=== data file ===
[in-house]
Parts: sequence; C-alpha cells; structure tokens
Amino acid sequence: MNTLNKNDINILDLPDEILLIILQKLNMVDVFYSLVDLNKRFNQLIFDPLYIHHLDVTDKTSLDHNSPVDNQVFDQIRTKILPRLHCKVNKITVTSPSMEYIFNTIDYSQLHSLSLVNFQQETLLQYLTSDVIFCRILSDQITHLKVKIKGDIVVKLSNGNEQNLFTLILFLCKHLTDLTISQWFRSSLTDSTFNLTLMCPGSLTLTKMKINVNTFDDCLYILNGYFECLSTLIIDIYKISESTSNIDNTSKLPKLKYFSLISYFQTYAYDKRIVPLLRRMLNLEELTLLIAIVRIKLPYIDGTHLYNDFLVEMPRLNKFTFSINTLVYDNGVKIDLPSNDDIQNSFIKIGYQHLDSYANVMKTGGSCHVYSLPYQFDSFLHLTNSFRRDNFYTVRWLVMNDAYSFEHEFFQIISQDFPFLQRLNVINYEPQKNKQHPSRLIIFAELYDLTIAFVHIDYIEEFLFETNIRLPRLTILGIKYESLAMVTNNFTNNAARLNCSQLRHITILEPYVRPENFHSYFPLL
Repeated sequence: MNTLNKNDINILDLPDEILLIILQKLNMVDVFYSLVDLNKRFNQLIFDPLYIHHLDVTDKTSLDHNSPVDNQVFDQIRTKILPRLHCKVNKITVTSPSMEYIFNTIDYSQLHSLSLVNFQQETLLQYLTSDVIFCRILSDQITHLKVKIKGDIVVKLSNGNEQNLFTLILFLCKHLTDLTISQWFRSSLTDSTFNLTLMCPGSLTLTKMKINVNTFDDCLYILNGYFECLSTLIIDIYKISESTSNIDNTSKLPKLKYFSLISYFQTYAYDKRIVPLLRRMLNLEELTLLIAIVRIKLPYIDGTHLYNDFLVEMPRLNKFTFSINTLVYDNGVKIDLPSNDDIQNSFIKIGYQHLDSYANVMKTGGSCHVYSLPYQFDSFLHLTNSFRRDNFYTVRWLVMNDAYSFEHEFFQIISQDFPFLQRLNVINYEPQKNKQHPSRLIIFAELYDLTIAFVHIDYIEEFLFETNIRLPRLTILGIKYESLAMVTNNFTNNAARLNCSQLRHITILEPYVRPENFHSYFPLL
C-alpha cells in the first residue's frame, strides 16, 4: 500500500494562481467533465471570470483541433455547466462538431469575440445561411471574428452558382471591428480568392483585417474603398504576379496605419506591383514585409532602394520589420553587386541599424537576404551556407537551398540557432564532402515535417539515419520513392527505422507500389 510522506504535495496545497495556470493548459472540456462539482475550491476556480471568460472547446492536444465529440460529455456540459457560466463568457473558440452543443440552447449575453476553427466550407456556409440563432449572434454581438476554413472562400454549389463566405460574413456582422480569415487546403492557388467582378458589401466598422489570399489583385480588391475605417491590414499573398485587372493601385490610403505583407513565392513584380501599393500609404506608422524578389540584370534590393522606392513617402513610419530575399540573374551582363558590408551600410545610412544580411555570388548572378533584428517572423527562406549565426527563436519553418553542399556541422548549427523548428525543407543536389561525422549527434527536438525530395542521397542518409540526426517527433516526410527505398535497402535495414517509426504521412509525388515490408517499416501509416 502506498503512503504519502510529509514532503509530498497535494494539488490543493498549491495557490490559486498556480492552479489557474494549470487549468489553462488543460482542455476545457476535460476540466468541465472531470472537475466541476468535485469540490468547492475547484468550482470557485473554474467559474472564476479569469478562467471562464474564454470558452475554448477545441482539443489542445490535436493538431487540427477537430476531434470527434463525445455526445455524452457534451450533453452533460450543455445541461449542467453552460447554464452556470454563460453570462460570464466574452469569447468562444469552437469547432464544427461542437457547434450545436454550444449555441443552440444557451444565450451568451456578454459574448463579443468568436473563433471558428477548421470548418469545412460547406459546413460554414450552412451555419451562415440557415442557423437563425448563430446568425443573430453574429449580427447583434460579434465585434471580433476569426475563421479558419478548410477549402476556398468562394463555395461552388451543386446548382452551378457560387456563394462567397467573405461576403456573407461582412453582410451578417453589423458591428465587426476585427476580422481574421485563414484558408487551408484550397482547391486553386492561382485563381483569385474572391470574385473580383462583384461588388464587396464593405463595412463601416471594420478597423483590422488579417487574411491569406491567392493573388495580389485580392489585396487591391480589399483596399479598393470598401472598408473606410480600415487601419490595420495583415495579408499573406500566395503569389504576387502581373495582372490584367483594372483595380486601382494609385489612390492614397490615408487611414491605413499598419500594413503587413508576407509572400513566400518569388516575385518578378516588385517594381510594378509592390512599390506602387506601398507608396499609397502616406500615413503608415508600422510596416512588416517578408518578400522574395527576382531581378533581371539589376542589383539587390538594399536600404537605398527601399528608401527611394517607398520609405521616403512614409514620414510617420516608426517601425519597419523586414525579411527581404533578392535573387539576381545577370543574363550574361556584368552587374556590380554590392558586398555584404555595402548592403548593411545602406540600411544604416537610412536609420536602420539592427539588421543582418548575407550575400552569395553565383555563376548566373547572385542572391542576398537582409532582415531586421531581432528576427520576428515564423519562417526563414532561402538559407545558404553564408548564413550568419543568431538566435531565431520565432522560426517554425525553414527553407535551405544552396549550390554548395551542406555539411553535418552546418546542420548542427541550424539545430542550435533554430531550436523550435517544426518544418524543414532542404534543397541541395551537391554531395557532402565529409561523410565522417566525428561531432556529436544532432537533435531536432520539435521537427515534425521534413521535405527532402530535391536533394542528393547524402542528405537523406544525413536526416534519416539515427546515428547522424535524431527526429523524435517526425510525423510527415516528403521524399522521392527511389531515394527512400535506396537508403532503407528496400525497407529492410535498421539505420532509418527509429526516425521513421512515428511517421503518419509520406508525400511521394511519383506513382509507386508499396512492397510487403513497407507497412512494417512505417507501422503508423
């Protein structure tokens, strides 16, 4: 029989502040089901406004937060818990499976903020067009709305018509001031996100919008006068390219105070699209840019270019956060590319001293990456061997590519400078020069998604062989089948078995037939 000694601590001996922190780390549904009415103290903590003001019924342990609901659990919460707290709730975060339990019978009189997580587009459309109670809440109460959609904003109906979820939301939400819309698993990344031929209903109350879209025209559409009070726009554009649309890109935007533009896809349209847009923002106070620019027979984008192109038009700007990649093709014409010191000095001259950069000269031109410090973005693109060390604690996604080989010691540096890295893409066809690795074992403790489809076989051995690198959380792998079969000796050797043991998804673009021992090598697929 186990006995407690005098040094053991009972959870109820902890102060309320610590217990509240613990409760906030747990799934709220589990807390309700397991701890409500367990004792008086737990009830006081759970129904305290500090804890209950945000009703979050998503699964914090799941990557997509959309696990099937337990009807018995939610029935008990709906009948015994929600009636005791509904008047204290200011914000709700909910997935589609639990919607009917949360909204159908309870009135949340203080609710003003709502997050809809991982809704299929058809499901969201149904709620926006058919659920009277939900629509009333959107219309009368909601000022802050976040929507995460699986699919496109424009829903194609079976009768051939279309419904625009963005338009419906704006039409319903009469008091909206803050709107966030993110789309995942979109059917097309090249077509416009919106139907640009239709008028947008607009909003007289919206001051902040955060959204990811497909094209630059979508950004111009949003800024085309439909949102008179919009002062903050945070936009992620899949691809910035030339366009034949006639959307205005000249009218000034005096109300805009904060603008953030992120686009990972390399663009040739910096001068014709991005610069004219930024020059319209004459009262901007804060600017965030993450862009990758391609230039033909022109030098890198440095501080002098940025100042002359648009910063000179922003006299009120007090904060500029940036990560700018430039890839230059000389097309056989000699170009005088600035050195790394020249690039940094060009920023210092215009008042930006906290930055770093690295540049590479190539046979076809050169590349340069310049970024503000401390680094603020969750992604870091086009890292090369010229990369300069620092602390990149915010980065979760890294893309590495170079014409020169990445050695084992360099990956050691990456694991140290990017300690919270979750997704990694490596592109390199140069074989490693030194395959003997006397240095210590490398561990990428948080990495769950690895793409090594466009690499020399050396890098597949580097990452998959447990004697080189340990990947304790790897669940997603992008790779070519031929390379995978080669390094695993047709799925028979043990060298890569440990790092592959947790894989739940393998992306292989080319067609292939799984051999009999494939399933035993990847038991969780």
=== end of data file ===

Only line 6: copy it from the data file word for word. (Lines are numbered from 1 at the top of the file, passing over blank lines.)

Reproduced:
């Protein structure tokens, strides 16, 4: 029989502040089901406004937060818990499976903020067009709305018509001031996100919008006068390219105070699209840019270019956060590319001293990456061997590519400078020069998604062989089948078995037939 000694601590001996922190780390549904009415103290903590003001019924342990609901659990919460707290709730975060339990019978009189997580587009459309109670809440109460959609904003109906979820939301939400819309698993990344031929209903109350879209025209559409009070726009554009649309890109935007533009896809349209847009923002106070620019027979984008192109038009700007990649093709014409010191000095001259950069000269031109410090973005693109060390604690996604080989010691540096890295893409066809690795074992403790489809076989051995690198959380792998079969000796050797043991998804673009021992090598697929 186990006995407690005098040094053991009972959870109820902890102060309320610590217990509240613990409760906030747990799934709220589990807390309700397991701890409500367990004792008086737990009830006081759970129904305290500090804890209950945000009703979050998503699964914090799941990557997509959309696990099937337990009807018995939610029935008990709906009948015994929600009636005791509904008047204290200011914000709700909910997935589609639990919607009917949360909204159908309870009135949340203080609710003003709502997050809809991982809704299929058809499901969201149904709620926006058919659920009277939900629509009333959107219309009368909601000022802050976040929507995460699986699919496109424009829903194609079976009768051939279309419904625009963005338009419906704006039409319903009469008091909206803050709107966030993110789309995942979109059917097309090249077509416009919106139907640009239709008028947008607009909003007289919206001051902040955060959204990811497909094209630059979508950004111009949003800024085309439909949102008179919009002062903050945070936009992620899949691809910035030339366009034949006639959307205005000249009218000034005096109300805009904060603008953030992120686009990972390399663009040739910096001068014709991005610069004219930024020059319209004459009262901007804060600017965030993450862009990758391609230039033909022109030098890198440095501080002098940025100042002359648009910063000179922003006299009120007090904060500029940036990560700018430039890839230059000389097309056989000699170009005088600035050195790394020249690039940094060009920023210092215009008042930006906290930055770093690295540049590479190539046979076809050169590349340069310049970024503000401390680094603020969750992604870091086009890292090369010229990369300069620092602390990149915010980065979760890294893309590495170079014409020169990445050695084992360099990956050691990456694991140290990017300690919270979750997704990694490596592109390199140069074989490693030194395959003997006397240095210590490398561990990428948080990495769950690895793409090594466009690499020399050396890098597949580097990452998959447990004697080189340990990947304790790897669940997603992008790779070519031929390379995978080669390094695993047709799925028979043990060298890569440990790092592959947790894989739940393998992306292989080319067609292939799984051999009999494939399933035993990847038991969780």